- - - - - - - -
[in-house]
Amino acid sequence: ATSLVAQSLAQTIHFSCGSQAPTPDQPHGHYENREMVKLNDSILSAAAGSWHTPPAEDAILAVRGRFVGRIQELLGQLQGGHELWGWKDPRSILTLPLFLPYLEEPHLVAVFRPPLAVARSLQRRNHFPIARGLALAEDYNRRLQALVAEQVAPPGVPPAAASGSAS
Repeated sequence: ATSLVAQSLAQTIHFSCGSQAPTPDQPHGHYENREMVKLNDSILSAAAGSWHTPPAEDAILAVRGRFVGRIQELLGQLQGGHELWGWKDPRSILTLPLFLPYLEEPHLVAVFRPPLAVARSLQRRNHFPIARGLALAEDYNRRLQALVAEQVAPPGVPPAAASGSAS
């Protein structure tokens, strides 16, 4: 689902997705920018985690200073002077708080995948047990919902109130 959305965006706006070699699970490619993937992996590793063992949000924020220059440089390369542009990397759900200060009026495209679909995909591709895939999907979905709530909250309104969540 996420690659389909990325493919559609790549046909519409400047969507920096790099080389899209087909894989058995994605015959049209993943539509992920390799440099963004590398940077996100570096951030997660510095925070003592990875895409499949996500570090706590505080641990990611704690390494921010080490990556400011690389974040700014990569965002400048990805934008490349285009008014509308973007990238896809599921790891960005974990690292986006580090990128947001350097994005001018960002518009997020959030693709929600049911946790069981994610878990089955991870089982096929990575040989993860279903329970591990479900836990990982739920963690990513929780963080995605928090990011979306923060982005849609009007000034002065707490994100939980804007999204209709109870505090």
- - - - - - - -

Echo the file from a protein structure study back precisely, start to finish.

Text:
[in-house]
Amino acid sequence: ATSLVAQSLAQTIHFSCGSQAPTPDQPHGHYENREMVKLNDSILSAAAGSWHTPPAEDAILAVRGRFVGRIQELLGQLQGGHELWGWKDPRSILTLPLFLPYLEEPHLVAVFRPPLAVARSLQRRNHFPIARGLALAEDYNRRLQALVAEQVAPPGVPPAAASGSAS
Repeated sequence: ATSLVAQSLAQTIHFSCGSQAPTPDQPHGHYENREMVKLNDSILSAAAGSWHTPPAEDAILAVRGRFVGRIQELLGQLQGGHELWGWKDPRSILTLPLFLPYLEEPHLVAVFRPPLAVARSLQRRNHFPIARGLALAEDYNRRLQALVAEQVAPPGVPPAAASGSAS
């Protein structure tokens, strides 16, 4: 689902997705920018985690200073002077708080995948047990919902109130 959305965006706006070699699970490619993937992996590793063992949000924020220059440089390369542009990397759900200060009026495209679909995909591709895939999907979905709530909250309104969540 996420690659389909990325493919559609790549046909519409400047969507920096790099080389899209087909894989058995994605015959049209993943539509992920390799440099963004590398940077996100570096951030997660510095925070003592990875895409499949996500570090706590505080641990990611704690390494921010080490990556400011690389974040700014990569965002400048990805934008490349285009008014509308973007990238896809599921790891960005974990690292986006580090990128947001350097994005001018960002518009997020959030693709929600049911946790069981994610878990089955991870089982096929990575040989993860279903329970591990479900836990990982739920963690990513929780963080995605928090990011979306923060982005849609009007000034002065707490994100939980804007999204209709109870505090």